In July 2016, Louis Berger company told the US department of justice that they had paid $976,630 as bribe to acquire a project in Goa. Louis Berger was part of a consortium for a project initiated by the Indian government to expand, rehabilitate and build water and sewerage facilities.
Two of its former executives, Richard Hirsch (61) of Philippines, and James McClung (59) of the UAE, pleaded guilty to the bribery charge. McClung previously served as senior vice-president responsible for the firm’s operations in India and in Vietnam.
To get to the roots of this case, the Goa crime branch, which is investigating the matter, had written letters rogatory (LR) through diplomatic channels to the US government, asking them to record the statement of McClung, who has crucial information about the bribe case.
But it's been more than a year, and despite regular follow-ups, no positive news has come from the US.
A highly place source in the Goa crime branch informed us that summons was served at McClung's address mentioned on his passport, but his son informed the Indian embassy that his father was in jail. Now the crime branch is preparing to write another letter to the under-secretary in the ministry of home affairs to verify the information about McClung's whereabouts.
The second investigating agency in this case is the Enforcement Directorate, which also wrote similar LR three months ago but is still awaiting response from the US government about McClung.
The ED had attached movable and immovable properties of Rs 1.95 crore of former Goan CMs Digambar Kamat and Churchill Alemao in the Louis Berger bribery case under the Prevention of Money Laundering Act, 2002 (PMLA).
The property worth Rs 1.20 crore of Kamat includes a plot of land of 4,047sqft situated at Gogal, residential buildings at Taligao and fixed deposits of Rs 41.35 lakh. The attached property worth of Churchill Alemao includes eight apartments at Fatrade of Varca Village, worth Rs 75 lakh as per the registered sale value of 2009.
On the basis of specific information last week, the ED conducted raids in Kolkata on 14 shell companies, having the thread that the companies were used to transfer bribe money in the scam to Goa.
The role of such shell companies came to light during the Goa Police’s crime branch investigation into the Louis Berger case. The supplementary chargesheet filed by the crime branch stated that the trail of money can be established right from 2009 onwards.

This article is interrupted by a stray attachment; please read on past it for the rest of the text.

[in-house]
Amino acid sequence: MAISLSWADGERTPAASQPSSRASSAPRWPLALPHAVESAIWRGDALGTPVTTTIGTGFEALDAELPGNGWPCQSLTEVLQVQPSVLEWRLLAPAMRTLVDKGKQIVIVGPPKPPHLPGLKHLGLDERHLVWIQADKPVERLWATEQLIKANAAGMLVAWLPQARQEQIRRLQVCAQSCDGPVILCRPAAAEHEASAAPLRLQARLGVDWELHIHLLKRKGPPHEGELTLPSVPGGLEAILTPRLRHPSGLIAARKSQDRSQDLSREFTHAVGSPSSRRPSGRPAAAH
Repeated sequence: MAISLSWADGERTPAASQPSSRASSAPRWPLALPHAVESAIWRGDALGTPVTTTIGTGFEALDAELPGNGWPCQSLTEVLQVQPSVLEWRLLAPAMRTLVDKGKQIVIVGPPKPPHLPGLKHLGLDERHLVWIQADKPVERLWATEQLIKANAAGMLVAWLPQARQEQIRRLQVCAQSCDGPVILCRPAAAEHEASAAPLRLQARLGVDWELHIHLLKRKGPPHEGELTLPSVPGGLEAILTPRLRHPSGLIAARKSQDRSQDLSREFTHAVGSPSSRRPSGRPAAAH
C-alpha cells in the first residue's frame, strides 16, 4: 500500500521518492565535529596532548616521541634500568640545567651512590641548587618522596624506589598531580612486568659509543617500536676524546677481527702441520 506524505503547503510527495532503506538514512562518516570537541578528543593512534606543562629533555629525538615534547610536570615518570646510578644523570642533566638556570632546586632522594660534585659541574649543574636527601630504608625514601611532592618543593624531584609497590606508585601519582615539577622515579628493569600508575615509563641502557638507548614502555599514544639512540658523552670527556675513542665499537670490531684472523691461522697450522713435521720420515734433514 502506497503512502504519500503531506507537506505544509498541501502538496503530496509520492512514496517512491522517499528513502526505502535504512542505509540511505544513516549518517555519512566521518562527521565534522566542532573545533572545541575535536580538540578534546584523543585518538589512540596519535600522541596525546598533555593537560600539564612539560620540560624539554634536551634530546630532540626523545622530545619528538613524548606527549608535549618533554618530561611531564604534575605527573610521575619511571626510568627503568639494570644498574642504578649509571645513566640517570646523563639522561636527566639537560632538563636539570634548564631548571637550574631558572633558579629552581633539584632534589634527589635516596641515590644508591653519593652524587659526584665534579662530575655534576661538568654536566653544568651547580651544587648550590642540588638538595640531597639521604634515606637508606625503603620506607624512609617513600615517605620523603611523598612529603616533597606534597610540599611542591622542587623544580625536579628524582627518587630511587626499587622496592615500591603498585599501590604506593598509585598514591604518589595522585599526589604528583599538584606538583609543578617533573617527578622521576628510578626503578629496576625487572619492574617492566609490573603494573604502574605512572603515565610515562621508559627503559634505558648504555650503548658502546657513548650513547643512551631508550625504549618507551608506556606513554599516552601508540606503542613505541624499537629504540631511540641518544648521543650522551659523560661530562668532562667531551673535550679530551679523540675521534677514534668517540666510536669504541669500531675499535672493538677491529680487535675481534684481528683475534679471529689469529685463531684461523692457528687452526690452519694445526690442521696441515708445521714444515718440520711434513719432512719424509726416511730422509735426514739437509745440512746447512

In this case, the statement of Holistic Urban Innovations private company’s director Bimal Kuchroo proved a concrete link to established the route of money exchange in the Louis Berger scam. Kuchroo was summoned to facilitate further investigation and to scrutinise the internal investigation of the scam.
During the interrogation, Kuchroo disclosed that he sent a proposal for the subcontract to Louis Berger India towards JICA water and sewerage project in Goa for Rs 1.44 crore. He stated that he received an instruction from Satyakam Mohanty, former company vice-president, to enlarge the scope of work and to increase the cost to Rs 4.2 crore.
Accordingly, on September 18, 2009, the agreement was executed between the contractor LB Group Inc and Holistic for a total of Rs 4.2 crore. Holistic has to carry out the work of asset management services worth Rs 1.45 crore approximately.
The remainder of the amount was to be returned to Louis Berger officials as a commission towards the subcontract. The investigating agency has stated that Kuchroo couldn’t submit either invoices or any other documents substantiating the work done for the JICA project in Goa.
The chargesheet also spoke of the report attached in the email received by the vice-president and general counsel (international) Louis Berger.
Sources say the report reveals that Mohanty, the LBG signatory on the contract with Holistic Urban Development, had approved all inappropriate payments that were made by the consortium members and the LBG - India's portion of these payments was at least $9,76,000.
Although ED and Goa crime branch are investigating this case in Goa, James Maclung, the key player in this case, is yet to record his statment to Indian investigative agencies.
With the investigation stuck on whether the US responds, agencies can only hope for the best.